You know, I like to think I'm OK at this parenting lark.
That is, taking everything into consideration, all in all, I'm quite sure I do a reasonable job more often than not.
There have been some things I've not been too good at en route, but then, some fundamental anatomical restrictions don't make it simple for men in certain regards.
Then there's the other stuff. The stuff that The W does that much better.
It might just be me, but I suspect it might just be a man thing.
Take eye colour, for instance.
Nothing more humiliating than, having changed GP, getting to the part on the registration form that says 'colour of child's eyes'.
The receptionist is looking on.
I'm ashamed to admit that I haven't a clue.
I tell her I'm not certain what colour my own eyes are, let alone theirs.
She isn't impressed.
There are other examples to be found on the stuff-you're-supposed-to-know list.
Height and weight?
Right-handed or left?
The latter topic came up the other afternoon, me and The G collecting The B from nursery, his group having been talking about their first words.
"Daddy, what was your first word?" he asked.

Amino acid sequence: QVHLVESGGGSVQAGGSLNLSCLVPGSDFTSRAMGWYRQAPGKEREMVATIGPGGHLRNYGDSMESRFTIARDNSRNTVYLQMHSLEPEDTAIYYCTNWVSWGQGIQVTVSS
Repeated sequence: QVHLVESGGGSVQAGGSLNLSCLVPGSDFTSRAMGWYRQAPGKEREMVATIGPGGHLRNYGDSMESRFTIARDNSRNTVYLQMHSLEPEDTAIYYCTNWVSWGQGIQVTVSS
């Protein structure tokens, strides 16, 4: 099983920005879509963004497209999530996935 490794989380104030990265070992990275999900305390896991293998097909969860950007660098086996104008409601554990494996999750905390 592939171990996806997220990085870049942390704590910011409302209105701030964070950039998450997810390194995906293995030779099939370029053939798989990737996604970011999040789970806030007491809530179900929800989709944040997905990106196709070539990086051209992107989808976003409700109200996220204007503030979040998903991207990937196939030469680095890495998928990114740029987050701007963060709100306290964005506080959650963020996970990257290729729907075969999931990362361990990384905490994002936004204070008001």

I thought for a moment and admitted I had no clue.
"Mine was bubble," he announced.
News to me, it's true, but then, given that I have no recollection, I didn't argue.
I asked him about his peers and their first words.
One little boy's, he said, had been blue.
It sounded plausible, I thought.
Then he told me about the girl whose first word had been pineapple.
I might not do the stuff-you're-supposed-to-know all that well, but even I can see straight through that one.
I feared The G had developed some challenging musical tastes last night.
Post-bath, scheduled to put on her pyjamas, she could be found lying on the floor repeating the same thing over and over again.
"ZZ Top, ZZ Top, ZZ Top," it went, or at least, so I thought.
I listened a while longer and still it continued.
"ZZ Top, ZZ Top, ZZ Top."
She paused for a breath.
"What were you just saying?" I asked.
She looked at me, a little annoyed, as though I hadn't been listening.
"ZZ Top," she said, not pleased at having to repeat herself.
So it continued, until at last I realised she'd been asking me to pass her a pyjama top, the one that features Upsy Daisy, her favourite character from In the Night Garden.
It had been Daisy top, not ZZ Top.